Articles by deBanked Staff
Early bird pricing to Broker Fair 2022, taking place this October 24th at the New York Marriott Marquis in Times Square, ends soon. This large annual commercial finance expo has already sold out the top level sponsorships. Among the premier names are National Funding, Lendini, and Rapid Finance as Platinum Sponsors and Balboa Capital, Fintap, ROK Financial, and Ocrolus as Gold Sponsors.
This event brings together brokers, lenders, funders, vendors, and more from around the small business finance industry. Attendees can expect education, inspiration, networking opportunities, and more.
The US Chamber of Commerce is not thrilled with the CFPB’s attempt to allegedly expand its power. A June 28 letter fired off by the Chamber to CFPB Director Rohit Chopra asks that the agency rescind amendments added to its Supervision and Examination Manual. Specifically, it wants the CFPB to limit its enforcement of anti-discrimination laws to the statutory boundaries established by congress. The CFPB recently announced, however, that it would start to enforce its own self-created anti-discrimination rules and policies above and beyond what is permitted by existing law.
“The Bureau’s self-expansion of its authority will impose significant burdens on banks, financial markets, and the consumers they serve,” the Chamber writes.
CFPB Director Chopra has garnered a bit of reputation for his views. He was previously a director of the FTC and rode into the top role of the CFPB through the Biden Administration. Chopra now finds himself in the crosshairs of the US Chamber of Commerce, the “world’s largest business organization.” With more than three million members, the Chamber warned that if the agency attempts to enforce its “unlawful” powers, that it is prepared to engage in litigation.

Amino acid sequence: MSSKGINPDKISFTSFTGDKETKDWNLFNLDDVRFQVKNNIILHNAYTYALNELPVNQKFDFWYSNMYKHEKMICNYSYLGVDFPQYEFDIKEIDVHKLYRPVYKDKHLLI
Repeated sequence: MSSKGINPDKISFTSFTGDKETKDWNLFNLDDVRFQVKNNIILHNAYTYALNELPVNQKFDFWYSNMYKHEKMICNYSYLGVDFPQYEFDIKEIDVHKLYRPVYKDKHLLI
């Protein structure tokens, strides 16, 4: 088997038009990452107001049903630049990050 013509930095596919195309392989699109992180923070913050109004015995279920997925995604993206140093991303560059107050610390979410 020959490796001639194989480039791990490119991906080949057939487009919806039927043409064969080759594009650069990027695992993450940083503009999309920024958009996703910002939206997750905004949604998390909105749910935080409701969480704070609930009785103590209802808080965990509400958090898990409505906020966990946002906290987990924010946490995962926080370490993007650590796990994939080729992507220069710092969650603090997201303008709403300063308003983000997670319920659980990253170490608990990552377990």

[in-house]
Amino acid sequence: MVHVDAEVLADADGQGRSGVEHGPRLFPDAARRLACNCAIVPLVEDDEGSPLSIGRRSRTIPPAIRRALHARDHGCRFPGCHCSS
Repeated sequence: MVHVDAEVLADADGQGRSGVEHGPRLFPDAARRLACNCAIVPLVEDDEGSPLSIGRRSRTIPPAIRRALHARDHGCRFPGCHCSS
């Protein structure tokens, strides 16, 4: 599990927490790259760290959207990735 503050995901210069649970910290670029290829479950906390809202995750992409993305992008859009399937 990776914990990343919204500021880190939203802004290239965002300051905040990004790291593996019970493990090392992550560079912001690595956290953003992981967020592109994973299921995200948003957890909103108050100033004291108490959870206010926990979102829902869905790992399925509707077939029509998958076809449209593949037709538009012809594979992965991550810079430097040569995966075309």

“Instead of perpetuating an improper exercise of authority, the Bureau should respect the limits of its authority and rescind these troubling amendments,” the Chamber’s Chief Counsel wrote on “Litigation Center” letterhead. “We encourage you to follow this course. The Chamber will not hesitate to take legal action to defend businesses (and the economy that they serve) against the Bureau’s unlawful actions.”
Two versions of the letter were sent. This is a link to one of them.
Remember when Virginia passed a landmark sales-based financing law? Well, it’s supposed to go into effect on July 1st.
This is a draft of what the disclosure form is supposed to look like, though with only days left to begin compliance, it hasn’t even been 100% finalized.
Notably, funders will have to begin disclosing to merchants the amount of compensation being paid to the broker in connection with a deal. Also, by November 1st, funders and brokers will have to register their business with the State if they wish to continue working with Virginia-based businesses, a process that would include a background check and registration fees.
Please consult an attorney for official guidance on compliance.
“Given current market conditions, the Company announces that LoanMe, Inc. (“LoanMe”), a subsidiary of the Company, will cease loan originations,” the statement read. “As a result, LoanMe has reduced its workforce and will continue to service outstanding loans that were previously originated. The Company decided to make these strategic changes to the business of LoanMe to better reflect the areas of focus and growth at NextPoint and to take into account existing market dynamics.”
The circumstances with LoanMe have apparently contributed to NextPoint’s failure to file its year-end 2021 and Q1 2022 financials, which are claimed to be forthcoming. NextPoint is publicly traded on the Toronto Stock Exchange. The sunsetting of LoanMe is oddly timed given that NextPoint only just acquired LoanMe last year and because LoanMe was one of its two primary business operations. NextPoint was a SPAC that also acquired Liberty Tax at the same time.
Although NextPoint cites “current market conditions,” a recent lawsuit filed by LoanMe against a loan servicer suggests that there may have been other issues at play as well.